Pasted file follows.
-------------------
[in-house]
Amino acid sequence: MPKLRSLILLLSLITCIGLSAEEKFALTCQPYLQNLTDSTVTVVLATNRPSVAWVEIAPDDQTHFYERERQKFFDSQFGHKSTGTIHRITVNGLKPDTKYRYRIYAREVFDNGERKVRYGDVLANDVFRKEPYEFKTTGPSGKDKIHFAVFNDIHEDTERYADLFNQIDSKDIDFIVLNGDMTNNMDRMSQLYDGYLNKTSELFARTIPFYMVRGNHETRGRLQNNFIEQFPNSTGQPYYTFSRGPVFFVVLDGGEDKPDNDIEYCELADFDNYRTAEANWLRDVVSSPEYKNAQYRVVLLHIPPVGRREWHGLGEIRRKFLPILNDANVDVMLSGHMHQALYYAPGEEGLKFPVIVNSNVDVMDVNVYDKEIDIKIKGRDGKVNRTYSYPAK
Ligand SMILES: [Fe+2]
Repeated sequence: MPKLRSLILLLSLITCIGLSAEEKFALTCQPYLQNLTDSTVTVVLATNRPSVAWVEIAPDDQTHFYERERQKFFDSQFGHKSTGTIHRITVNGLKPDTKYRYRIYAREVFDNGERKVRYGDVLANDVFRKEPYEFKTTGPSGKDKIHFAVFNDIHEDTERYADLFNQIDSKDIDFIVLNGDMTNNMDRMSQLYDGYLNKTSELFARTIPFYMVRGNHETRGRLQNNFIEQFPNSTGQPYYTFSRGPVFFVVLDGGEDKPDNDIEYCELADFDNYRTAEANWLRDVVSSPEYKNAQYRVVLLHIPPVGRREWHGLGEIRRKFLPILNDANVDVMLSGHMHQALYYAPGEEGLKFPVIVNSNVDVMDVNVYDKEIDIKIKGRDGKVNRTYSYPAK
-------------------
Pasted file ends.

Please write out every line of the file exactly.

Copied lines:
[in-house]
Amino acid sequence: MPKLRSLILLLSLITCIGLSAEEKFALTCQPYLQNLTDSTVTVVLATNRPSVAWVEIAPDDQTHFYERERQKFFDSQFGHKSTGTIHRITVNGLKPDTKYRYRIYAREVFDNGERKVRYGDVLANDVFRKEPYEFKTTGPSGKDKIHFAVFNDIHEDTERYADLFNQIDSKDIDFIVLNGDMTNNMDRMSQLYDGYLNKTSELFARTIPFYMVRGNHETRGRLQNNFIEQFPNSTGQPYYTFSRGPVFFVVLDGGEDKPDNDIEYCELADFDNYRTAEANWLRDVVSSPEYKNAQYRVVLLHIPPVGRREWHGLGEIRRKFLPILNDANVDVMLSGHMHQALYYAPGEEGLKFPVIVNSNVDVMDVNVYDKEIDIKIKGRDGKVNRTYSYPAK
Ligand SMILES: [Fe+2]
Repeated sequence: MPKLRSLILLLSLITCIGLSAEEKFALTCQPYLQNLTDSTVTVVLATNRPSVAWVEIAPDDQTHFYERERQKFFDSQFGHKSTGTIHRITVNGLKPDTKYRYRIYAREVFDNGERKVRYGDVLANDVFRKEPYEFKTTGPSGKDKIHFAVFNDIHEDTERYADLFNQIDSKDIDFIVLNGDMTNNMDRMSQLYDGYLNKTSELFARTIPFYMVRGNHETRGRLQNNFIEQFPNSTGQPYYTFSRGPVFFVVLDGGEDKPDNDIEYCELADFDNYRTAEANWLRDVVSSPEYKNAQYRVVLLHIPPVGRREWHGLGEIRRKFLPILNDANVDVMLSGHMHQALYYAPGEEGLKFPVIVNSNVDVMDVNVYDKEIDIKIKGRDGKVNRTYSYPAK